The internet really seemed full of opportunities and a lot more training geared toward online marketing was coming out (exploding really).
I learned about giving away something free in exchange for getting my prospect's email address. I learned a lot about search engine optimization along with pay-per-click marketing and got pretty good at both.
How much did I make in 2003? I sold around $40,000 worth of my product that year. Of course there were costs, but by the end of that year I could have replaced my monthly salary at my job with what I was earning monthly from my side business.
Although I started thinking about taking the business to a much bigger place that year, I still had the 'employee mindset'. It didn't seem all that realistic for me to quit my job. I really think that held me back, but at the same time I had a job that I liked.
Moving Forward … 2004
I kept learning more and more about marketing online that year. I moved from studying marketing with Dan Kennedy's products to Jay Abraham and even John Reese. 2004 was the year John launched his Traffic Secrets course and I sat pretty glued to my computer, practically in disbelief at what he was able to achieve.
That really had an impact on me. The way he went about his million dollar day by over-delivering to his customers and even his prospects really made me think.
Each of these guys really helped me shift my mentality about what it meant to run a business. That I could still have a positive impact in the world even if I gave up my job as a research scientist.
I sold about $80,000 of my course that year. I definitely had expenses so I didn't get to keep all that. My costs were for the product, shipping it, web hosting, an ecommerce system, and marketing materials. I may have spent some money on graphics. There really wasn't too much else.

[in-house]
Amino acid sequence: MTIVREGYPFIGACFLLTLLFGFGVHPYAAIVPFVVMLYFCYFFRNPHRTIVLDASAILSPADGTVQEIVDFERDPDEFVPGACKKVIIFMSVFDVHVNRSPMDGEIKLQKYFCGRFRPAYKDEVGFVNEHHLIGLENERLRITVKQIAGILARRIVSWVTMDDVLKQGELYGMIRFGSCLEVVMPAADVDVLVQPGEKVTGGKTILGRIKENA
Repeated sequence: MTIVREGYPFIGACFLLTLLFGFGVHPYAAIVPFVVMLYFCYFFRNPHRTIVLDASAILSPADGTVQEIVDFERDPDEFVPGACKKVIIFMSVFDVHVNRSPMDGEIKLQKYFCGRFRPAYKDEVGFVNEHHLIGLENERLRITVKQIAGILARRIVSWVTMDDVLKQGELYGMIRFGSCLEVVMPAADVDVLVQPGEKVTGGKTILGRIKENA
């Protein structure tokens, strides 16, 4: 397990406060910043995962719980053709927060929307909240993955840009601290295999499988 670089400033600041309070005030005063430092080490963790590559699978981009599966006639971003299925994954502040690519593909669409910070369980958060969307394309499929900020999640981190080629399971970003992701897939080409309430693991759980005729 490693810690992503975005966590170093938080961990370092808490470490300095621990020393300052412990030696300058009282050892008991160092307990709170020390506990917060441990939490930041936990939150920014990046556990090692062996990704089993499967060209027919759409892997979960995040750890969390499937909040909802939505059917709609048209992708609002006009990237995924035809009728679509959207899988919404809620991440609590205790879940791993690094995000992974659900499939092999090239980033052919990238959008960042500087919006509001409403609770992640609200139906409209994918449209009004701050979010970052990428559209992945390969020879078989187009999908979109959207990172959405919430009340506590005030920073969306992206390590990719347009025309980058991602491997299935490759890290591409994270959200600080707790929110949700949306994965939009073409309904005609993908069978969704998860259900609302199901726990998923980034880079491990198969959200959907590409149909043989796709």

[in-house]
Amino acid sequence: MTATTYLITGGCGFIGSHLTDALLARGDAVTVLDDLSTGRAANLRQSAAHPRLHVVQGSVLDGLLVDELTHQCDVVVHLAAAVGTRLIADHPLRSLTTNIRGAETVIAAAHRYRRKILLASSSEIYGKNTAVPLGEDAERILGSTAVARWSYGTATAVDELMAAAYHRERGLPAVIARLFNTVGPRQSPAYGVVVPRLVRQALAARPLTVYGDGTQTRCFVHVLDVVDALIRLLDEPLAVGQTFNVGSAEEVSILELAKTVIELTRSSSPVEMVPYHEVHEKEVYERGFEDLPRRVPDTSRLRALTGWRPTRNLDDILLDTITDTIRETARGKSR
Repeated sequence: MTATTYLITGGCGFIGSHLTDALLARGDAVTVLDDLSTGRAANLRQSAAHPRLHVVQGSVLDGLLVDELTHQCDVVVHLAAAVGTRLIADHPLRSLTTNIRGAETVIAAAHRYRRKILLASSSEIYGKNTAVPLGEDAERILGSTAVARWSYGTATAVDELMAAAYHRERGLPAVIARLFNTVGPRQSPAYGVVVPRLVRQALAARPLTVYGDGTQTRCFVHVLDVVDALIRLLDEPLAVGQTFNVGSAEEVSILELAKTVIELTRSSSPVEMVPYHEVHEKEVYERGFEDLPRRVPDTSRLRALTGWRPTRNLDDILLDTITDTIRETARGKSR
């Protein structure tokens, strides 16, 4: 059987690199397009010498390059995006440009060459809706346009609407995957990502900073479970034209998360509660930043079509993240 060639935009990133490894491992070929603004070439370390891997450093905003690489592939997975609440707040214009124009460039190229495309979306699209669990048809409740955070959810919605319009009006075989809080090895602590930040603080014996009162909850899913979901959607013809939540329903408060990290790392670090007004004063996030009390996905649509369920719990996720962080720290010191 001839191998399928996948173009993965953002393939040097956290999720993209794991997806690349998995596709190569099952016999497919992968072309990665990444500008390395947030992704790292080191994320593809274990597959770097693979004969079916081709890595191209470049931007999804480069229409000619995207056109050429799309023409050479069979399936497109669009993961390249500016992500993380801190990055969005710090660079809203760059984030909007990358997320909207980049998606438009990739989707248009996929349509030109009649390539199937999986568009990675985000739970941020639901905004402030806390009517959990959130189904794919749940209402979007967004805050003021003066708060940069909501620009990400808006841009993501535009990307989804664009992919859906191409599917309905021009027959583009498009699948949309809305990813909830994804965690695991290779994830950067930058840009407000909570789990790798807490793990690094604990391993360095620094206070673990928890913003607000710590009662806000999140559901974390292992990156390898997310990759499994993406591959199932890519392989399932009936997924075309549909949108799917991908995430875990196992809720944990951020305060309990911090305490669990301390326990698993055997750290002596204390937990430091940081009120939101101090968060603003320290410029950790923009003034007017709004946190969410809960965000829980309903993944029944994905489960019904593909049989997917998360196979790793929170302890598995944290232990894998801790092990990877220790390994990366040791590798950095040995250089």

Even if I kept half of that amount (and I'm sure it was more than that) that was about $40,000 extra dollars for me. That was more than what I earned at my job.
And I was thinking regularly about quitting my job. I just wasn't sure when or even if it was a good idea.
Near the end of that year I started earning about $10,000 a month very regularly with the sales from my product. Again that was total revenue, but after paying all my business expenses, there was still a lot of money left over.
I could have more than replaced my salary (even doubled it), but I still kept my job. I was a little scared. I wasn't sure my income was stable. I wasn't sure I wanted to give up my job yet.
2005 … The Year I Retired
The year started with me doing a lot to improve my product and creating some pretty darn good sales copy. I got most of my sales copy tips from Michel Fortin. He had a great site (and still does) with a ton of free articles. I also studied his letters as well as those of a few other top marketers.
That really did a lot to keep my sales numbers increasing.
Eventually I got tired of dealing with the packages and especially copying off all the materials. And I had a family member who was interested in taking that over for me.
So I showed her how to do it; creating all the manuals, boxing them up, storing them, and shipping them out through UPS. It worked out well. She could earn some extra money and I didn't have to do it (because after all that time of doing it myself I was really tired of it).